The national holiday of Chad’s independence is August 11th. There are also a number of Muslim holidays such as the end of Ramadan or the Festival of Sacrifice and Christian holidays, on which most shops are closed.
In the Chadian cuisine, La Boule is the central main and national dish. It usually consists of a cooked millet dumpling (also sorghum or rice) and the accompanying sauce. This is refined with meat or fish and gombo (okra pods), variable (leaf) vegetables, onions, tomatoes and various spices. La boule is eaten in the morning, at noon and in the evening in many households.
La bouillie, a type of rice pudding with sour milk, is also widespread. The preferred drink is black tea, but karkanji, a sweet and sour tea made from hibiscus flowers, is also very popular.
Money and money transfer
There are now a number of banks in Chad (especially in N’Djaména and Abéché), of which the Financial Bank and ECOBANK are the most recommendable. International money transfer is possible in the capital without any problems, but credit cards are only accepted in a few larger shops. Bringing euros or US dollars with you is recommended, as these are the easiest to exchange. The re-exchange outside the CFA franc zone is only possible at very unfavorable rates.
The ECOBANK is now also represented in all larger cities (Sarh, Moundou, Pala, Bongor, Abéché).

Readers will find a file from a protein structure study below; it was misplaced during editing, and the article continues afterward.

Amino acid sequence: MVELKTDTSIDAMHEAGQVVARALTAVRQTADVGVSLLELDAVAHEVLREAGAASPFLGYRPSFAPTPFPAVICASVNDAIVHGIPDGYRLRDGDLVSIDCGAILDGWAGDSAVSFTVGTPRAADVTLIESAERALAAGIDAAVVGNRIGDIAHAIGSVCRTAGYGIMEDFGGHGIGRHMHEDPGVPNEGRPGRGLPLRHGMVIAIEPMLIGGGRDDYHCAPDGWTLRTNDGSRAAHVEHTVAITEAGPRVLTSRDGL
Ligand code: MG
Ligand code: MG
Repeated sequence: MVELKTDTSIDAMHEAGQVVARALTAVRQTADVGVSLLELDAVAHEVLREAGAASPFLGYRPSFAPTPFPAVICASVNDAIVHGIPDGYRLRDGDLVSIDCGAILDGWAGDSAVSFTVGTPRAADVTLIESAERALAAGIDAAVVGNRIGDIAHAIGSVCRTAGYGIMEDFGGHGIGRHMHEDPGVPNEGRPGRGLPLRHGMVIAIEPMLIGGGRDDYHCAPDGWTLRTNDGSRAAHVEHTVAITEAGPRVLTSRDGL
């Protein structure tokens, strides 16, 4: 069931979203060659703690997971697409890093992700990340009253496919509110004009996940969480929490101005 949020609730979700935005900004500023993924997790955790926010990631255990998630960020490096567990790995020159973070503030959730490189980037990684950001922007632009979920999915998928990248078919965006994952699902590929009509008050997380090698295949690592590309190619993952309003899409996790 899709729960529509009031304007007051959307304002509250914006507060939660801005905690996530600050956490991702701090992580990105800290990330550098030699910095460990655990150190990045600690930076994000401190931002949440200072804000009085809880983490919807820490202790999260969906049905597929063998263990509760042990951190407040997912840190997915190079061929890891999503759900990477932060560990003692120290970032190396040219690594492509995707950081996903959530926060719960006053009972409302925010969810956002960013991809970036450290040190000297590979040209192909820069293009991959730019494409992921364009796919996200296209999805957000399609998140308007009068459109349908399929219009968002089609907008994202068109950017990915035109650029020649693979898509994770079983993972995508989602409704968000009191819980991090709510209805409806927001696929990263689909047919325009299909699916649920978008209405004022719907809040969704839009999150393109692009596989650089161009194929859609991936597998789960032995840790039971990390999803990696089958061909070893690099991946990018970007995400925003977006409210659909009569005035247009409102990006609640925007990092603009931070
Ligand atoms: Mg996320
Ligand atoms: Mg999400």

For anyone who does not live in N’Djaména, it is advisable to open an account there. It is easier to transfer money at the Financial Bank by check, but special international transfers are also possible directly to the ECOBANK account, e.g. in Pala (not cheap, but higher fees are also due when cashing a check). This remains cheaper than, for example, Western Union and the credit is also credited to the account within 3-5 days.
Banknotes are in circulation to the value of 10,000, 5000, 2000, 1000, 500 CFA Fr. Coins are available in denominations of 500, 100, 50, 25, 10, 5, 2 and 1 CFA Fr.
The CFA franc BEAC is pegged to the euro at a rate of 1 euro = 655.957 CFA Fr.
The health care has, can form only rudimentary in Chad due to the unstable political situation in recent decades, not only in the eastern areas. Although the situation has improved in recent years thanks to support from the European Development Fund, among other things, the rural areas are still inadequately supplied and the general health of the population is very poor. In the Kanem region in western Chad, in particular, the supply is worryingly poor.